Nov 20, 2013 | Child Custody


In many divorces, the question of whom will care for the children is a major decision. Child custody determinations can be very contentious, for a variety of reasons. This tends to be the case in situations where both parents show a strong interest in wanting to raise the children. However, even though custody decisions can be contentious, they are also very important.

One study has found that fathers have increasingly showed interest in obtaining custody of their children over the last few decades. Years ago, it was almost assumed that the mother would get custody of the children in a divorce. However, the study found that the number of single fathers who have custody of their children has risen by 7% since 1960. One attorney says that part of this trend is due to the fact that society accepts the role of a single father to a greater degree than it did years ago. A judge also thinks that part of this trend is because many more women have high-powered jobs, which changes the dynamic of the family structure from years past.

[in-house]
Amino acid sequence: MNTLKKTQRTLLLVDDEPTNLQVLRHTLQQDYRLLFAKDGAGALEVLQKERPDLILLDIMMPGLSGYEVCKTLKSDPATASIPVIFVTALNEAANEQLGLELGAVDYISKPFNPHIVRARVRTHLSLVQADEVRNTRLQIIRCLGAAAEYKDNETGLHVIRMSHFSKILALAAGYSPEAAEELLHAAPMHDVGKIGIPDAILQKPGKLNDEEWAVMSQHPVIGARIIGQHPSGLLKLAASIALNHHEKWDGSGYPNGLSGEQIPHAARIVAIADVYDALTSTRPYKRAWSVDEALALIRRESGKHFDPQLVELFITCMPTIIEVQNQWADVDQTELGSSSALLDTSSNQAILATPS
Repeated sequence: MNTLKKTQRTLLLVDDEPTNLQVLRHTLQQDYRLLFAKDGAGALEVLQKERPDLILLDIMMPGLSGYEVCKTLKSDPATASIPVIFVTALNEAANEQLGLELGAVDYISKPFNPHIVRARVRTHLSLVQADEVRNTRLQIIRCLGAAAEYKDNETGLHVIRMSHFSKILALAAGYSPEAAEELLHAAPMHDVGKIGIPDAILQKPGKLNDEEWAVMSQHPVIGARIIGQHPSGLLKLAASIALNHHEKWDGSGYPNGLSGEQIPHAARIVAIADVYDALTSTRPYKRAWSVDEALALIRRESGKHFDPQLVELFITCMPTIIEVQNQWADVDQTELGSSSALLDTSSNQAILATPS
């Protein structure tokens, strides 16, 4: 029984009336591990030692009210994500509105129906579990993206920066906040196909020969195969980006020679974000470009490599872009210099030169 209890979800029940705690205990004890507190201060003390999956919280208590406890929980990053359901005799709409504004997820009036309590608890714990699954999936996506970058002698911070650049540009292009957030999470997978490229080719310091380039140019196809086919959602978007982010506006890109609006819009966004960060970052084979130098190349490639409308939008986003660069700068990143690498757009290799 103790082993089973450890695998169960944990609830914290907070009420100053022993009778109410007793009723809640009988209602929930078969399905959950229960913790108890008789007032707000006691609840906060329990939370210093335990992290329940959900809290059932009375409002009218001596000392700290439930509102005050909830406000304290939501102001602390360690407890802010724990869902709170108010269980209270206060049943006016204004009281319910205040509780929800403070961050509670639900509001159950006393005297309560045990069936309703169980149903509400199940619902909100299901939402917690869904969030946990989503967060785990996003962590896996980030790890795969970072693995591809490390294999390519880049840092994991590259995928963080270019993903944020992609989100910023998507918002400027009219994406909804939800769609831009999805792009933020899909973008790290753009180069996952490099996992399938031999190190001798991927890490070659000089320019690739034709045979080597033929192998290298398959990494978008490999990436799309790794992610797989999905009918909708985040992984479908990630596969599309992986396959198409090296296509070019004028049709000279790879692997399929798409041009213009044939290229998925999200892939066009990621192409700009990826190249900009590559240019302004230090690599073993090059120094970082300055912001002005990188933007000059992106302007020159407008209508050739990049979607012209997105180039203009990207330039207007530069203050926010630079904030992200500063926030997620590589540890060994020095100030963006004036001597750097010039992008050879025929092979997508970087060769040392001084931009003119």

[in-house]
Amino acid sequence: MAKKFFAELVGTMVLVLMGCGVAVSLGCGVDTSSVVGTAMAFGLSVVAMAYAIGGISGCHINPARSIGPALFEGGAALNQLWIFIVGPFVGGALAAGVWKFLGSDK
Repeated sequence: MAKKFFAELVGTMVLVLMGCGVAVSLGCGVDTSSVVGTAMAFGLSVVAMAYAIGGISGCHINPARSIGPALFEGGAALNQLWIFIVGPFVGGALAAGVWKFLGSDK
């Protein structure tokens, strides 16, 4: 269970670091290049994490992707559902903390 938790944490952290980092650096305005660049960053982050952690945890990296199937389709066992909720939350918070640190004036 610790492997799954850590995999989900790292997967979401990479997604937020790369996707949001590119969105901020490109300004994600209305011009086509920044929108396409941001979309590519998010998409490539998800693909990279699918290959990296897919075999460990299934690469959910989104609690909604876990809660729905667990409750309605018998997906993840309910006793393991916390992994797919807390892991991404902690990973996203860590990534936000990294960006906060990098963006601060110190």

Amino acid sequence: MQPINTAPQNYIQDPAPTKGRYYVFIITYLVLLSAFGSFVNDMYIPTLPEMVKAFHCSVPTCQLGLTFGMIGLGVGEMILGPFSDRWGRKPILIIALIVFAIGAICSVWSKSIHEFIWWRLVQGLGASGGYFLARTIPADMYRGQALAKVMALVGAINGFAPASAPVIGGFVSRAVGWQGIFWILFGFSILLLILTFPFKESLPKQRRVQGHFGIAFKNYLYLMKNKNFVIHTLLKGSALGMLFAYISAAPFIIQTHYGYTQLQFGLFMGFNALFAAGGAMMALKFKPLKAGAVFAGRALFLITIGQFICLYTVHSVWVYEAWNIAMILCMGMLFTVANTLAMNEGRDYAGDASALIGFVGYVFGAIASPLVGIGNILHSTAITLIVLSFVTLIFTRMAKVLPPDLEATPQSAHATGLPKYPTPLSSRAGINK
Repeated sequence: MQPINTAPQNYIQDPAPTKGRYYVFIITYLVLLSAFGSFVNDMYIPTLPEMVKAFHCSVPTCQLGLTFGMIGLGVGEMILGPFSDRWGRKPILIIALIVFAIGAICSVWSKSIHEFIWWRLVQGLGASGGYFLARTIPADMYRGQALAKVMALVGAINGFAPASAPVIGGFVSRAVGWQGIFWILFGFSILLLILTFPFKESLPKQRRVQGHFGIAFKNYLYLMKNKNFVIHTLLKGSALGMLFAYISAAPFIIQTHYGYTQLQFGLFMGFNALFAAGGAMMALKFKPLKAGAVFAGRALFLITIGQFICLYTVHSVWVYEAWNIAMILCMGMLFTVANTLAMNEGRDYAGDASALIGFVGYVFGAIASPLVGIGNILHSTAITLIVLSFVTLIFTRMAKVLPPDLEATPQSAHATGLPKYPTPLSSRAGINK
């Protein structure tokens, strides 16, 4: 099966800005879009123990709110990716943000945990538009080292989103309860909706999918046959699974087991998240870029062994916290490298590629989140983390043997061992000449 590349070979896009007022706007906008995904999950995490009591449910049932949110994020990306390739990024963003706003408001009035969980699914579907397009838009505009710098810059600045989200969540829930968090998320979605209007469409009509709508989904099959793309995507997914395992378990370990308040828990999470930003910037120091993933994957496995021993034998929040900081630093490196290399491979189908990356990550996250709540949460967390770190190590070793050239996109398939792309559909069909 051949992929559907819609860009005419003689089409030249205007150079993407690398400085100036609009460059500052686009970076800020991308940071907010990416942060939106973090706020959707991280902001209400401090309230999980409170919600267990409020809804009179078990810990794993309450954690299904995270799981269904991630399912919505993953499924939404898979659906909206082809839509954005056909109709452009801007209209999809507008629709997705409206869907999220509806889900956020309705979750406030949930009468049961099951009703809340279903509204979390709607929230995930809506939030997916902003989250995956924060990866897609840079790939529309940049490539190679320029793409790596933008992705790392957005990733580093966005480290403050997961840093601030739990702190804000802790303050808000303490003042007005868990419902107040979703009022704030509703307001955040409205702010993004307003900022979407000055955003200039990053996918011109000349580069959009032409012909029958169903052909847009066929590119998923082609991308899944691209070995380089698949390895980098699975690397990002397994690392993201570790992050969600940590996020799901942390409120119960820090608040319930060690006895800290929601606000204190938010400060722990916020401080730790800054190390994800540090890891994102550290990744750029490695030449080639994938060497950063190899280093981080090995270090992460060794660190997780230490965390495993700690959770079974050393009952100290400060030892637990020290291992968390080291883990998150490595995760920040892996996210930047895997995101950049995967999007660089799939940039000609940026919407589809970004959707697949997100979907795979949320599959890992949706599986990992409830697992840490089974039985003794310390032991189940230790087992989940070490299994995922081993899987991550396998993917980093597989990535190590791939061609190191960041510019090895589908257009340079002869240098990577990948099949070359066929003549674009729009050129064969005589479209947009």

No matter whether both parents are seeking custody of the children or not, the best interest of the children is always the main focus. The court looks at many factors when making that determination, such as who has cared for the children in the past and who is more available to care for the children. They also have to make decisions regarding legal and physical custody. Legal custody refers to who makes decisions regarding the child’s upbringing and physical custody determines where the child will live most of the time. Whether the parents will have sole or joint custody also must be addressed.

For both mothers and fathers in Illinois who want custody of their children following a divorce, the decision can be very difficult. It is possible to come to a child custody agreement prior to having a judge decide. However, if a judge has to make the decision, the best interest of the child will always guide the decision.


Source: KBTX, “Study: more single fathers fighting for custody” David Norris, Nov. 12, 2013